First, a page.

The Lawyer Africa Elite 2014 features an in-depth look at 46 leading independent firms’ strategies in 15 key sub-Saharan jurisdictions, as well as the views of in-house counsel from some of Africa’s largest companies... Read more
This year, The Lawyer’s annual ranking of the largest UK law firms by turnover is available as an interactive, digital benchmarking tool. For the first time this will allow you to manipulate each data set against the metrics of your choice.
The future of Texan firm Jenkens & Gilchrist seemed ever more shaky as Jackson Walker confirmed it would be taking 10 lawyers from Jenkens’ San Antonio outpost, effectively shutting down operations in that city.
Four remaining lawyers not going to Jackson Walker will seek alternative employment at other firms.
This follows the news on Monday that 19 lawyers were leaving Jenkens’ Los Angeles office and that 15 lawyers were departing the Chicago outpost, again, closing Jenkens’ offering in both those cities. Ohio-headquartered Baker Hostetler benefitted from the Los Angeles exodus, while newcomer to the Chicago market Nixon Peabody scooped the outgoing Chicago lawyers.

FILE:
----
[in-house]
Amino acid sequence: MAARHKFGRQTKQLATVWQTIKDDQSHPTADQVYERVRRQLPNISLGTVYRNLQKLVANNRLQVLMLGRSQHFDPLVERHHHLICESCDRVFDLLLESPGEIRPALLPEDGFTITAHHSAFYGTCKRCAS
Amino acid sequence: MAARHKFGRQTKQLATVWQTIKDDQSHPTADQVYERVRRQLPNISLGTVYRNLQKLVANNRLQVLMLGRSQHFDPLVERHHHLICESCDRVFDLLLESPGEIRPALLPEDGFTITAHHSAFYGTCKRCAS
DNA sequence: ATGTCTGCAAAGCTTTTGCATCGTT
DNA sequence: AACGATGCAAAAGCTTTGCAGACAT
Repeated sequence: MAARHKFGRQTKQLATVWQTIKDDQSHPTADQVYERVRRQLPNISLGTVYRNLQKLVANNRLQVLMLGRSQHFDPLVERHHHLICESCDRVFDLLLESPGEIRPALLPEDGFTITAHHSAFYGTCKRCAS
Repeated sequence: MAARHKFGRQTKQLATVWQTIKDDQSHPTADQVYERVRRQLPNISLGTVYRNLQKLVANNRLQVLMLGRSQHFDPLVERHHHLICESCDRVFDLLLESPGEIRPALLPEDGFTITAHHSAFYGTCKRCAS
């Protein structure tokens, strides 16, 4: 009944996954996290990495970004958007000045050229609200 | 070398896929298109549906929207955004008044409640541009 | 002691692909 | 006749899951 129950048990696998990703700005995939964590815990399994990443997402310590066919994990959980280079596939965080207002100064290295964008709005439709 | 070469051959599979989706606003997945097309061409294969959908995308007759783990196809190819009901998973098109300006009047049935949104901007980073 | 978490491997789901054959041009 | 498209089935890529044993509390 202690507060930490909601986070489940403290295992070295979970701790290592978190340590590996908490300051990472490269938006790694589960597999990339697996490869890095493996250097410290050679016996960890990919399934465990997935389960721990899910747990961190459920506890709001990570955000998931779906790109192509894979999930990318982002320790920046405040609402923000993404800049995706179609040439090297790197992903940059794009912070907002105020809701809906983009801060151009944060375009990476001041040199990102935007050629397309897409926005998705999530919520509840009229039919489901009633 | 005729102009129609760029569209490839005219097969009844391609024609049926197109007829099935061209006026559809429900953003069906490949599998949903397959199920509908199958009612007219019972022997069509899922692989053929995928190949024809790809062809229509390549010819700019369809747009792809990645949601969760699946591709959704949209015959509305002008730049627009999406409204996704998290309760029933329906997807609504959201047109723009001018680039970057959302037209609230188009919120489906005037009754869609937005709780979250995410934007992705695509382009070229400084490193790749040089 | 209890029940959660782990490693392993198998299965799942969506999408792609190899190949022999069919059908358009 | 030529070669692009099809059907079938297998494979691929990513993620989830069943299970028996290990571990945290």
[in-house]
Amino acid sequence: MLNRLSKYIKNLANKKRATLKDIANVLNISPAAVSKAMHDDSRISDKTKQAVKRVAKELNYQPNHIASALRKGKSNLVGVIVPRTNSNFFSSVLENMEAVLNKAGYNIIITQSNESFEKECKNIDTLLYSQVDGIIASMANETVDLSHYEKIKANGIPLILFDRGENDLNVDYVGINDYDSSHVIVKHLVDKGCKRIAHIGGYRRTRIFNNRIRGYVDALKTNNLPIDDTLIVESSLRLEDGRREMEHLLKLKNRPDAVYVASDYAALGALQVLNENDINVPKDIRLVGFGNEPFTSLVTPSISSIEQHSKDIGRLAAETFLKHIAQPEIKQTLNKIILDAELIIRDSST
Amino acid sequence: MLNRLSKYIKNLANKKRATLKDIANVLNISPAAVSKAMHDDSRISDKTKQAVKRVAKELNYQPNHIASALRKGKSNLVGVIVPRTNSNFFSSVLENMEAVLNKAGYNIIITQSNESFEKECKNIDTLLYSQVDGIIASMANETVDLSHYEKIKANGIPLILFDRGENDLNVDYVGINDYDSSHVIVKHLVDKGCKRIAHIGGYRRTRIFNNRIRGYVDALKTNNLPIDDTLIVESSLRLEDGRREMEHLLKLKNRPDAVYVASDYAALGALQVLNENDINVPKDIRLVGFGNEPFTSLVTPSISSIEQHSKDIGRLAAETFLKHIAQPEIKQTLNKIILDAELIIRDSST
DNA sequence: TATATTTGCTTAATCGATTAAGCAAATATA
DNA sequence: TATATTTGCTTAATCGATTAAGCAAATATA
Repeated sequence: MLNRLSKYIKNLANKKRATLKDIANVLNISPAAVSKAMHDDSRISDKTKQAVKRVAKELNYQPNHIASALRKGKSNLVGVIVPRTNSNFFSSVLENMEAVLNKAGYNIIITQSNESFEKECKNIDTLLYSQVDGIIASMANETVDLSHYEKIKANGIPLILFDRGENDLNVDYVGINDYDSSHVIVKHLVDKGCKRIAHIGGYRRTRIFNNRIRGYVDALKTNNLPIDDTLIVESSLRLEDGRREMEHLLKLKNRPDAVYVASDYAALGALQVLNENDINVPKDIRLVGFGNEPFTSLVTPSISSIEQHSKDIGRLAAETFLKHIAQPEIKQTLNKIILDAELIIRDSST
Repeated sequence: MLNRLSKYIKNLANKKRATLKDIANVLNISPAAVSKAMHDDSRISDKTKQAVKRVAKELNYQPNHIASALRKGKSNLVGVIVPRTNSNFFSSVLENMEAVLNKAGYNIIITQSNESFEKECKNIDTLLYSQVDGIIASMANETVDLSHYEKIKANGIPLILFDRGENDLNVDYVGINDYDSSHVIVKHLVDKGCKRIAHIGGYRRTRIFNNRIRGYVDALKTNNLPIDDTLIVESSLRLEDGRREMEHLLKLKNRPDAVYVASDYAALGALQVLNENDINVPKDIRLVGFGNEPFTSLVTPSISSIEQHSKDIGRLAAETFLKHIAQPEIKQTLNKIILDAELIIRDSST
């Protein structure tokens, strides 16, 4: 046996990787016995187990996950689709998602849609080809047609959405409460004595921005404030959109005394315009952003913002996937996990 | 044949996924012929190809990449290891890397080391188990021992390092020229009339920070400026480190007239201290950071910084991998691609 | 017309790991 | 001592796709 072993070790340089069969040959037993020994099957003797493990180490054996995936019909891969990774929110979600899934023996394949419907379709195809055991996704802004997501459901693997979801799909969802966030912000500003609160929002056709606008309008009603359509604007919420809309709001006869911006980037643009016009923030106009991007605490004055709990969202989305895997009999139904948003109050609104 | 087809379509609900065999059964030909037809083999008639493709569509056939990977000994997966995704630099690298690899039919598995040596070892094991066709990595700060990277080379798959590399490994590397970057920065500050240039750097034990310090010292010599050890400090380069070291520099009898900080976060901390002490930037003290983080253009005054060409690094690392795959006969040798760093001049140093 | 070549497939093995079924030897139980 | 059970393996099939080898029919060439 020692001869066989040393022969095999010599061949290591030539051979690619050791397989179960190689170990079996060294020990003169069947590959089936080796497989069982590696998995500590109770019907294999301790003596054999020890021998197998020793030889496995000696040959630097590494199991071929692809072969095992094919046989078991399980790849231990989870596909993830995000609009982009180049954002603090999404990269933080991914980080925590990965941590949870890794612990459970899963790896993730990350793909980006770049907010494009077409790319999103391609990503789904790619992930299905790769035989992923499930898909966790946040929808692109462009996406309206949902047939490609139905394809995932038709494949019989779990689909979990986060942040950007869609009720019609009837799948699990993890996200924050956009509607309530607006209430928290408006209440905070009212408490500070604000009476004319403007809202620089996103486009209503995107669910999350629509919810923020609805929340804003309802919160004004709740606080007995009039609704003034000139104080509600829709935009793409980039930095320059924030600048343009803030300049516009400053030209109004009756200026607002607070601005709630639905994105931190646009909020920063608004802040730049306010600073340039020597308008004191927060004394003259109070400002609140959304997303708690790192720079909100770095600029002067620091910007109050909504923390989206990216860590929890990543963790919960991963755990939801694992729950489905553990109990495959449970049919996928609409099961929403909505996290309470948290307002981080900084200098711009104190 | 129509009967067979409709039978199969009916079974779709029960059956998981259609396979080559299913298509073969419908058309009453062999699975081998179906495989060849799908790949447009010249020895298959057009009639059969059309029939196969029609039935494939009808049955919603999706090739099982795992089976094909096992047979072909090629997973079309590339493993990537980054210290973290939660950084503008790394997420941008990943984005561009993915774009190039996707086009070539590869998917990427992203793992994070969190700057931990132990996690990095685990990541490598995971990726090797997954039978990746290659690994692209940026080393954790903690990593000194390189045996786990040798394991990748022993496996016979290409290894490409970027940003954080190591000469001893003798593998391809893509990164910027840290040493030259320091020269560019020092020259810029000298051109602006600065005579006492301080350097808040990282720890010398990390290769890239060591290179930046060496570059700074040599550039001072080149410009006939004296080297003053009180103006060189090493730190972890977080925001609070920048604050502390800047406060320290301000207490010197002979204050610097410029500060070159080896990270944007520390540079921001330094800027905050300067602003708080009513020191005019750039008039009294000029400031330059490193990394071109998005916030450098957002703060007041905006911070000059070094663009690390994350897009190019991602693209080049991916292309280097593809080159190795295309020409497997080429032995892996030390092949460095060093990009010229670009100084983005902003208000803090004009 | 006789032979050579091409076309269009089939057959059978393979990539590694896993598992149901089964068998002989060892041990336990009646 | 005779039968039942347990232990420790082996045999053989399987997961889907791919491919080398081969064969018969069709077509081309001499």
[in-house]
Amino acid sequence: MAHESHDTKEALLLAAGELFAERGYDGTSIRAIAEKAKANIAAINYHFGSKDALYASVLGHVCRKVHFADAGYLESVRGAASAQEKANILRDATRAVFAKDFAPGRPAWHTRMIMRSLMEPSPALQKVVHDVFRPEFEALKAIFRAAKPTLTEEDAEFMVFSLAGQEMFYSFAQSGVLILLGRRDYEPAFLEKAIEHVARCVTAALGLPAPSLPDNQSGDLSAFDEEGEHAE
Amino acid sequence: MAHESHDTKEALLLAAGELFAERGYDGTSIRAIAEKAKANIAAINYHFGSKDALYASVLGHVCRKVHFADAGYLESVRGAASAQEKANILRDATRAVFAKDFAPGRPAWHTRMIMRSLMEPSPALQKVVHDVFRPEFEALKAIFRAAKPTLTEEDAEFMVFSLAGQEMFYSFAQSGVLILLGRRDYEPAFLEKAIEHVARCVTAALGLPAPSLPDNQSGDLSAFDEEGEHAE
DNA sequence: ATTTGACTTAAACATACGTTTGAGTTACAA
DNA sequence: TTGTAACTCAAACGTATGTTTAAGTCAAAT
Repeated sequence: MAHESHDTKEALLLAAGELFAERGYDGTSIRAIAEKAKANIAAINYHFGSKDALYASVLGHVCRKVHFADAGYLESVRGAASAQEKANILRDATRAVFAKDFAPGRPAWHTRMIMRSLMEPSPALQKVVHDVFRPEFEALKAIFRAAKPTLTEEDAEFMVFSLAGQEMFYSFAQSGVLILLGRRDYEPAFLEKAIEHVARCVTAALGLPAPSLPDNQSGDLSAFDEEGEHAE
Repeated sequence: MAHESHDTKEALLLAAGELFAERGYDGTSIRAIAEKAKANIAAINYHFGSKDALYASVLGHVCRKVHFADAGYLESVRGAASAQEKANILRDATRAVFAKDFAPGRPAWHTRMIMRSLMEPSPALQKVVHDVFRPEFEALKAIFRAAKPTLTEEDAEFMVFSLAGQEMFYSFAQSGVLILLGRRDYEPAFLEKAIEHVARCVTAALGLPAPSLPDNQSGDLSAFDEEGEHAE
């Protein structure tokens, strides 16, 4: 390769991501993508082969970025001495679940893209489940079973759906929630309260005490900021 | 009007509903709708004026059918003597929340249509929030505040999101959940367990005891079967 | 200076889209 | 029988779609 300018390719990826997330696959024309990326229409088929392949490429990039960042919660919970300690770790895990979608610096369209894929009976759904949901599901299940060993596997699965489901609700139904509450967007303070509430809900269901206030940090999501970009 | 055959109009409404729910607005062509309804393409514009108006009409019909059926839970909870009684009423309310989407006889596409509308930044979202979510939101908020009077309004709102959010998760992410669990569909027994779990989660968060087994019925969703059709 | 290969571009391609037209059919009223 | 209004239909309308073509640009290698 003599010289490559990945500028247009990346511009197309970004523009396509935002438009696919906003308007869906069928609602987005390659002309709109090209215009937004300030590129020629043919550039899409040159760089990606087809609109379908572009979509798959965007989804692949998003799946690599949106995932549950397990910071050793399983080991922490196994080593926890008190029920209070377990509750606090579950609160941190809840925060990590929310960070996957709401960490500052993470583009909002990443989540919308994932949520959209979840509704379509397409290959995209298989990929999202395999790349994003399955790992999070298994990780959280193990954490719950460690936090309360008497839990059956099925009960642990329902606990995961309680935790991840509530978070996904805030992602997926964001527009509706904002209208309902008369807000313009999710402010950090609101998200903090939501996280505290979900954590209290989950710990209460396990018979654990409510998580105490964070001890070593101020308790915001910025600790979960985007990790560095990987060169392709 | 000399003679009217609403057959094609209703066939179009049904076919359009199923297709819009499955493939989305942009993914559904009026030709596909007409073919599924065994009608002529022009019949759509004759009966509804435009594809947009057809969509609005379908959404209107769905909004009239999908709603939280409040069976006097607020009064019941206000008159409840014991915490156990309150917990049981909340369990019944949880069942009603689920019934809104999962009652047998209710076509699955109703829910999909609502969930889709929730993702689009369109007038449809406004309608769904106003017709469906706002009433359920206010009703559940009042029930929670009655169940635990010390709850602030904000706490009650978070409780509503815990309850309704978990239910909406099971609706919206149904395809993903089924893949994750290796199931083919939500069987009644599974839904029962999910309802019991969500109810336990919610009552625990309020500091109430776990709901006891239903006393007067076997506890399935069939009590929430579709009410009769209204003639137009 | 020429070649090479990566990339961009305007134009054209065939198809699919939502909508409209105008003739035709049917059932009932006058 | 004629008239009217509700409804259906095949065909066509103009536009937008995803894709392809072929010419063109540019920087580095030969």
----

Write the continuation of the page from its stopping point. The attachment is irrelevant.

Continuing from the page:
There are also unconfirmed reports that Jenkens has held emergency talks with Hunton & Williams about a group of Jenkens lawyers joining Hunton’s Dallas office. Neither firm would confirm the report. Jenkens currently has 124 lawyers based in Dallas, its biggest office and headquarters.
The firm has not returned requests for comment as yet and there is no concrete indication whether or not the recent meltdown marks the end of Jenkens or merely a retrenchment. What is clear is that the recent spate of departures have been with senior management’s blessing.
Jenkens’ problems began in 2003, when a federal investigation found that several tax shelters, which Jenkens’ mainly Chicago-based lawyers had endorsed, were in fact illegal. The firm spent three years controlling the damage, including firing the partners responsible and making an $82m (£42.4m) settlement with 1,100 tax-shelter investors in 2006.
Since its heyday in 2001, the 56-year-old firm has gone from a headcount of 610 to 250 today, and from revenues of $312m (£160m) to $179m (£91m).